Unless you’ve been keeping close tabs on the Chrome OS world, you might not be familiar with Neverware. Last year, the company made a rather tempting offer, to run Chrome OS on top of existing Windows or Mac computers. And while unofficially supported, it has just gotten the blessing of the big G itself. Neverware just announced that they received some funding from Google to bring that same technology into the enterprise, which nicely coincides with Microsoft’s recent push to get Windows 10 S into that same space as well.
The race is on between Google and Microsoft for school and enterprise markets. While Microsoft has traditionally been king of the enterprise and Apple lord of schools, both companies have seen their hold slowly give way to Google’s Chrome OS, partly because of the lower cost of Chromebooks, partly because of the admin controls Chrome OS offers, and partly because of the prevalence of the Web even in these circles.
But sometimes even the cost of Chromebooks can be beyond the means of some institutions, both schools and businesses. This is especially true when considering you have to purchase new Chromebooks, as those are the only devices that officially have Chrome OS installed. That is definitely a waste when there are perfectly serviceable, though older, hardware already available in schools and businesses.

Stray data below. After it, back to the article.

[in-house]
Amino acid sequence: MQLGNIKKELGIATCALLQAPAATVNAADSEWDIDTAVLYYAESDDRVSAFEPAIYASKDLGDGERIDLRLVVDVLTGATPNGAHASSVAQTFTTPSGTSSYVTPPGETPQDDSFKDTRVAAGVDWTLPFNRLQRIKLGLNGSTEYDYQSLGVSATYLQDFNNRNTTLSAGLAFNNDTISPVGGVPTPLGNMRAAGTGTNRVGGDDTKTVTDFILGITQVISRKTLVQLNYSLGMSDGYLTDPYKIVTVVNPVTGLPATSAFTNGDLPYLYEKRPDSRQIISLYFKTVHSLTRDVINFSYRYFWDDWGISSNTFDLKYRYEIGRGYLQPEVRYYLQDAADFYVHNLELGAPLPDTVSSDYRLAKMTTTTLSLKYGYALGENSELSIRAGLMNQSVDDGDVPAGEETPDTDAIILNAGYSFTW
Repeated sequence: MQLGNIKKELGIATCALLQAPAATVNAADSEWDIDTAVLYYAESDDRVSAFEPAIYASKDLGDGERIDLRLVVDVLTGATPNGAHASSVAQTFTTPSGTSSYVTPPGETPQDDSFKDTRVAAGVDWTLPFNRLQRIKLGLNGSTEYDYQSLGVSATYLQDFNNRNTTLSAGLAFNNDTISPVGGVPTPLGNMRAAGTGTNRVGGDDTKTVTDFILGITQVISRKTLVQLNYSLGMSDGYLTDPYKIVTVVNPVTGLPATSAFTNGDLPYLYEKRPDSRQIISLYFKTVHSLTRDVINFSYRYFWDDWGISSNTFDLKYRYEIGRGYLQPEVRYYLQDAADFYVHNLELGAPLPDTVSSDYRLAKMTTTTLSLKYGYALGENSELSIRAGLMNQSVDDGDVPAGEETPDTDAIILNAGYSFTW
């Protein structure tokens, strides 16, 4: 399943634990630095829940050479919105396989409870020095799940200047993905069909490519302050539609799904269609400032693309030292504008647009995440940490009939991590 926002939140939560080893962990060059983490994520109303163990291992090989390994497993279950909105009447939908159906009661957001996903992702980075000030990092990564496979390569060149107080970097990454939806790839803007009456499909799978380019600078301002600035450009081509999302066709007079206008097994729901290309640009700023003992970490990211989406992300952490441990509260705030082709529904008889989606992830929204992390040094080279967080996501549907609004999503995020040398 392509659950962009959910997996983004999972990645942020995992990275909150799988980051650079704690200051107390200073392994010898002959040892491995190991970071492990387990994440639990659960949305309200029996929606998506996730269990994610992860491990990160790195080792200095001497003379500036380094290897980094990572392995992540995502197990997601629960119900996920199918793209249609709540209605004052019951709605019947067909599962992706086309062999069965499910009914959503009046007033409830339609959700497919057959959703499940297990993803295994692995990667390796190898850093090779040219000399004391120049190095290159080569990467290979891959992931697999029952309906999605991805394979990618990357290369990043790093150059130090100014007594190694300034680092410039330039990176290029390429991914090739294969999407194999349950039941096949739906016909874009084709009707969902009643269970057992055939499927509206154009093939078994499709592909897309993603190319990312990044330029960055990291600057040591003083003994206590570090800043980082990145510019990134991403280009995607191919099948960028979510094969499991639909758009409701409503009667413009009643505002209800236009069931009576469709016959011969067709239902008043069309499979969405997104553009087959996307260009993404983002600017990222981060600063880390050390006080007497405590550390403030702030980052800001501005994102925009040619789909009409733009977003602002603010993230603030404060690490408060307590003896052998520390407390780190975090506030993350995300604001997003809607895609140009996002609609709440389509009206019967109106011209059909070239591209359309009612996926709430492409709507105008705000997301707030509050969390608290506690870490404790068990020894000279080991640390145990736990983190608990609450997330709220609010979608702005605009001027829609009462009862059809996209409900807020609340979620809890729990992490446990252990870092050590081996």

That’s where Neverware’s CloudReady comes in. Based on the same technology as Chrome OS, CloudReady is optimized to run on existing computers, especially those with more constrained hardware resources. The appeal is that you don’t need to buy new Chromebooks or even upgrade older hardware just to get the benefits and device management capabilities of Chrome OS. This investment from Google, however, is earmarked for Neverware’s expansion into the enterprise market, which also pits it directly against Microsoft’s new “Firtline Workers” target.
Just a few weeks ago, Microsoft announced new laptops running its locked down Windows 10 S that are meant more for the enterprise than for students. But while Microsoft may have a bit of advantage in terms of more familiar software, like Microsoft Office, Windows 10 S severely limits the software you can install to just those found in the Windows Store. Plus, without something like CloudReady, Windows 10 S can only be acquired together with a Windows 10 S laptop and not a separate purchase.